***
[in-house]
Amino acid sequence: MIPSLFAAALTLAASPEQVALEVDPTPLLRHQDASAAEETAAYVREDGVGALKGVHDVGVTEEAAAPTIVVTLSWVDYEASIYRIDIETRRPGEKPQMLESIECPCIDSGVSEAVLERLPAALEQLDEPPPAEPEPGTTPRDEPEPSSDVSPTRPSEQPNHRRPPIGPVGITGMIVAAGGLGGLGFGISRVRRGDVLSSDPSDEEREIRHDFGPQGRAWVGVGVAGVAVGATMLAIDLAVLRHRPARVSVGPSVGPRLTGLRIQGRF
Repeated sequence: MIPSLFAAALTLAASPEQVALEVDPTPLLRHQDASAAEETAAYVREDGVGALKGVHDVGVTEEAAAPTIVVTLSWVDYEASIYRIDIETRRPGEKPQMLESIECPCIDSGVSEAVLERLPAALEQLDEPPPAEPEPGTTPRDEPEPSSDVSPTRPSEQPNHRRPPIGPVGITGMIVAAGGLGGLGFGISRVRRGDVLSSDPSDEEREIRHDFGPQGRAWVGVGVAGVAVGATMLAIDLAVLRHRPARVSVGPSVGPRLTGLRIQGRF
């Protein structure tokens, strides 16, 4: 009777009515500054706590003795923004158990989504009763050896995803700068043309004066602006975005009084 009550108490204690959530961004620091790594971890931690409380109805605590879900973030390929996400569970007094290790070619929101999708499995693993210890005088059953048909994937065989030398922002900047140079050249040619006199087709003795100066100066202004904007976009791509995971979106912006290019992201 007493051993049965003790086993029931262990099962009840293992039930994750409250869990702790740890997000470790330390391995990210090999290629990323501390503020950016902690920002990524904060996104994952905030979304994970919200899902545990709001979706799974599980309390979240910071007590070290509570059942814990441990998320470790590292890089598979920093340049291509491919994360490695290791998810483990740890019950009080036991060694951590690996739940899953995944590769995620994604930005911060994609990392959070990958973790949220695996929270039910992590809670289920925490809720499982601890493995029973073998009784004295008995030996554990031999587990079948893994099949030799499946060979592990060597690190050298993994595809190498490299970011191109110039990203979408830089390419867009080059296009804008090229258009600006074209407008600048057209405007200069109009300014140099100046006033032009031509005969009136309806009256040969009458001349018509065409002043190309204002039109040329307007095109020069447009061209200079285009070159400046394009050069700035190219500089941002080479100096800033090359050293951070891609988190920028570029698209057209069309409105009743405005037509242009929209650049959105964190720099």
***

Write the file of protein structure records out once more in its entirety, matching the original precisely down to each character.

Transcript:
[in-house]
Amino acid sequence: MIPSLFAAALTLAASPEQVALEVDPTPLLRHQDASAAEETAAYVREDGVGALKGVHDVGVTEEAAAPTIVVTLSWVDYEASIYRIDIETRRPGEKPQMLESIECPCIDSGVSEAVLERLPAALEQLDEPPPAEPEPGTTPRDEPEPSSDVSPTRPSEQPNHRRPPIGPVGITGMIVAAGGLGGLGFGISRVRRGDVLSSDPSDEEREIRHDFGPQGRAWVGVGVAGVAVGATMLAIDLAVLRHRPARVSVGPSVGPRLTGLRIQGRF
Repeated sequence: MIPSLFAAALTLAASPEQVALEVDPTPLLRHQDASAAEETAAYVREDGVGALKGVHDVGVTEEAAAPTIVVTLSWVDYEASIYRIDIETRRPGEKPQMLESIECPCIDSGVSEAVLERLPAALEQLDEPPPAEPEPGTTPRDEPEPSSDVSPTRPSEQPNHRRPPIGPVGITGMIVAAGGLGGLGFGISRVRRGDVLSSDPSDEEREIRHDFGPQGRAWVGVGVAGVAVGATMLAIDLAVLRHRPARVSVGPSVGPRLTGLRIQGRF
């Protein structure tokens, strides 16, 4: 009777009515500054706590003795923004158990989504009763050896995803700068043309004066602006975005009084 009550108490204690959530961004620091790594971890931690409380109805605590879900973030390929996400569970007094290790070619929101999708499995693993210890005088059953048909994937065989030398922002900047140079050249040619006199087709003795100066100066202004904007976009791509995971979106912006290019992201 007493051993049965003790086993029931262990099962009840293992039930994750409250869990702790740890997000470790330390391995990210090999290629990323501390503020950016902690920002990524904060996104994952905030979304994970919200899902545990709001979706799974599980309390979240910071007590070290509570059942814990441990998320470790590292890089598979920093340049291509491919994360490695290791998810483990740890019950009080036991060694951590690996739940899953995944590769995620994604930005911060994609990392959070990958973790949220695996929270039910992590809670289920925490809720499982601890493995029973073998009784004295008995030996554990031999587990079948893994099949030799499946060979592990060597690190050298993994595809190498490299970011191109110039990203979408830089390419867009080059296009804008090229258009600006074209407008600048057209405007200069109009300014140099100046006033032009031509005969009136309806009256040969009458001349018509065409002043190309204002039109040329307007095109020069447009061209200079285009070159400046394009050069700035190219500089941002080479100096800033090359050293951070891609988190920028570029698209057209069309409105009743405005037509242009929209650049959105964190720099």